COVID 19 and resources

Consumers stockpiling oxygen cylinders at home, shortage in market

KATHMANDU: Consumers have started stockpiling small cylinders at home after rumours of oxygen shortage started circulating in the market. As a result, there is a shortage of cylinders in the market, explains traders.

Oxygen industrialist Birendra Kumar Shanghai says that consumers have taken small cylinders home to see if there is a shortage. There is not much problem when they take the cylinder home but  there is a danger of shortage in the market.

Stating that they have to go to the hospital for treatment if they have COVID, he advised the consumers not to put unnecessary cylinders in the house.

Oxygen cylinders of 1.5, 6.5 and 7 QV litres are sold in Nepal. A 1.5 QV cylinder is used for home use. At present, only 1.5 QV liter oxygen cylinder is taken home and kept in stock.

Consumers have taken small cylinders home as it is easy to take home.

One vendor said, ‘People who have never used oxygen before are coming to look for oxygen. Customers who come to buy oxygen only know that it might not be available later due to the COVID crisis. There is no information on how and how much to use. Following the rumours, new customers are coming to take the cylinders home. ‘

Demand for this has grown significantly as a result of recent corporate scandals.

Infectious disease specialist Dr Sher Bahadur Pun said that there was no shortage of oxygen gas in the market. He says that storing oxygen in the house does not make sense.

Pun said, “It is not enough to take oxygen at home. If you have a COVID infection, you have to go to the hospital for treatment, so there is no point in storing oxygen cylinders at home.”

He said that even those who are taking oxygen at home daily do not have to buy more oxygen than they need. He said that even after the covid infection, oxygen cannot be used at home and the doctor will prescribe other medicines at the hospital.

The government has decided to give tax exemption on 10 health items including oxygen cylinders to prevent a shortage. As per the decision of the cabinet meeting held on 26th April, it has been decided to give exemption from customs duty, value-added tax and excise duty on the import of 10 types of materials including oxygen required for the treatment management of the patients infected from COVID-19.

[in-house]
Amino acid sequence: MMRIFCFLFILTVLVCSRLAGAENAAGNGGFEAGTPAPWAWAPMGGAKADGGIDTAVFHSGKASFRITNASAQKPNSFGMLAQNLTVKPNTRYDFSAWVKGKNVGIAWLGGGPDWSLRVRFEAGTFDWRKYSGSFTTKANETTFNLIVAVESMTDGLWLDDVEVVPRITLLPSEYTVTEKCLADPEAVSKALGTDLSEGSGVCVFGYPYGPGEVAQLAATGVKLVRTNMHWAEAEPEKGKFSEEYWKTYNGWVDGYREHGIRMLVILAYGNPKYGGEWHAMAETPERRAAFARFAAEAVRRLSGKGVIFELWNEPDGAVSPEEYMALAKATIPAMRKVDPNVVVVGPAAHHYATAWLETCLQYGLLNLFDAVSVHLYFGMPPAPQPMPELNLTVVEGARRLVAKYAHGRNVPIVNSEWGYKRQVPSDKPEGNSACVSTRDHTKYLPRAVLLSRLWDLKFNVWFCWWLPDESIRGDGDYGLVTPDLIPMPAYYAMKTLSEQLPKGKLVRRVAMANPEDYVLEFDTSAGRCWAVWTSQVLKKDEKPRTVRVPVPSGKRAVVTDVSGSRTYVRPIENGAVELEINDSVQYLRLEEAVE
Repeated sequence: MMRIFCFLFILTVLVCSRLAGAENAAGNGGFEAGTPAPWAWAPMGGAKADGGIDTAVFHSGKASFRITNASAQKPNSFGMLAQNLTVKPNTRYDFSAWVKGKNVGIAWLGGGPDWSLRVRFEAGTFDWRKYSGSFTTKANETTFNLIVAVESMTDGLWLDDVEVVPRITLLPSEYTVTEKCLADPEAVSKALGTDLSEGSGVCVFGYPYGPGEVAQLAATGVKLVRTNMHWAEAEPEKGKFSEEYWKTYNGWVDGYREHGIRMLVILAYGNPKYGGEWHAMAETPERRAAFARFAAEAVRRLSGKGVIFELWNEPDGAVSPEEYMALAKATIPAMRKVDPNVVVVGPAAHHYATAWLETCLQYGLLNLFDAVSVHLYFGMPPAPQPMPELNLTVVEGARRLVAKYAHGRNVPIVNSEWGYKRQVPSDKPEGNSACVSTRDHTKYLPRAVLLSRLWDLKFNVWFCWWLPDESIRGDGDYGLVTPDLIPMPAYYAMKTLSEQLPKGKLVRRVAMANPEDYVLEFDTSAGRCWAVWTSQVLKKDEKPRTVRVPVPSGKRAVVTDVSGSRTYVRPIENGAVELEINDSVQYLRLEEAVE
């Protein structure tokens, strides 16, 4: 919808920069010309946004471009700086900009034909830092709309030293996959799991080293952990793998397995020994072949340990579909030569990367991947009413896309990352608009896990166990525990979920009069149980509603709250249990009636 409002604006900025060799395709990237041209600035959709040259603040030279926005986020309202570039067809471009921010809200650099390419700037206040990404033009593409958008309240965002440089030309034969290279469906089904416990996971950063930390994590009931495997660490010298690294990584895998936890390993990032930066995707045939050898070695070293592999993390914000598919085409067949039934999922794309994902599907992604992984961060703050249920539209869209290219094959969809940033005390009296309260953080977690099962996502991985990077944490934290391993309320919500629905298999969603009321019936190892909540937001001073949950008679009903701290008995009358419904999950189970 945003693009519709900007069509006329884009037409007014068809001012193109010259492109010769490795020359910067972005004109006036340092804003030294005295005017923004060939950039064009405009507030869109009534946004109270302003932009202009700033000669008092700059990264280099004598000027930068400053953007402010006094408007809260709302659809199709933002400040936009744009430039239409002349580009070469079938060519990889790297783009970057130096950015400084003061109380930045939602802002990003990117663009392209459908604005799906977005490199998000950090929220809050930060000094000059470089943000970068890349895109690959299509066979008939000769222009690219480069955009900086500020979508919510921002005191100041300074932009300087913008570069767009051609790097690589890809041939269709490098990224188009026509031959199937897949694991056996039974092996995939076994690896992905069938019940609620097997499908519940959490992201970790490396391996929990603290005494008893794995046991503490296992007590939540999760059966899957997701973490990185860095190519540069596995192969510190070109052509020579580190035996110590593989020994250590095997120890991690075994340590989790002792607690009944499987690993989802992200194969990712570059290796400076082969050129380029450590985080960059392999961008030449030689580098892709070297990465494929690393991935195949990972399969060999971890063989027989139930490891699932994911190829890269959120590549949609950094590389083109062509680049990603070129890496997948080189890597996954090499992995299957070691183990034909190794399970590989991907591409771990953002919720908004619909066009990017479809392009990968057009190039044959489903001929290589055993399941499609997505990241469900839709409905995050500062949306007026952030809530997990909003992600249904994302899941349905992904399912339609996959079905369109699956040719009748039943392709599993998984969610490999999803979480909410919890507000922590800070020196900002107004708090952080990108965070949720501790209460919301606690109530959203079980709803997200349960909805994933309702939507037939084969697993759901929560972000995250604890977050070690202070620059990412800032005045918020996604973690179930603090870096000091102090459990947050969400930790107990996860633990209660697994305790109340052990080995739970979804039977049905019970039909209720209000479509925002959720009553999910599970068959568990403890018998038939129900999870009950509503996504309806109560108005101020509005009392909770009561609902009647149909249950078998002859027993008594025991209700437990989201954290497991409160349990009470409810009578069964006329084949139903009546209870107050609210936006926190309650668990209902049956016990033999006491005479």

The small oxygen cylinder has a capacity of 1.5 QV litres. According to the manufactures the price of oxygen other than cylinders is around Rs 200 to Rs 300. The price of a cylinder including oxygen is around Rs 8,000 to Rs 12,000.

Operation of 22 Oxygen Plants with an investment of Rs. 170 million

There are 22 oxygen plants in operation in Nepal with an investment of Rs 170 million. It is possible that the shortage of oxygen produced will be met by the operated plant now, but the manufacturers say that the shortage of cylinders is causing problems.

According to the Department of Industry, Kathmandu’s Himal Oxygen Industry has been built with the highest investment in Nepal. Its total capital is Rs 88.33 million.

Only one of the registered oxygen industries in Nepal has foreign investment. Half of the total investment of Rs 20 million in Top Out Nepal Pvt. Ltd. in Solukhumbu is by foreigners.

There are 11 oxygen industries in Kathmandu district, 2 in Nawalparasi, 2 in Rupandehi, 2 in Banke, 1 in Morang, 1 in Solukhumbu, 1 in Nuwakot and 1 in Chitwan.

As there is a city-centred oxygen industry in Nepal, there is a problem in delivering oxygen to remote places, says the spokesperson of the Ministry of Health, Dr Jageshwar Gautam.

Director of Navjyoti Oxygen Gas Industry, Birendra Kumar Shanghai, said that there would be no problem in oxygen distribution in Nepal. He said, ‘We have oxygen industries in every city. As there is an oxygen industry all over the country, there is no problem with import. ‘

 

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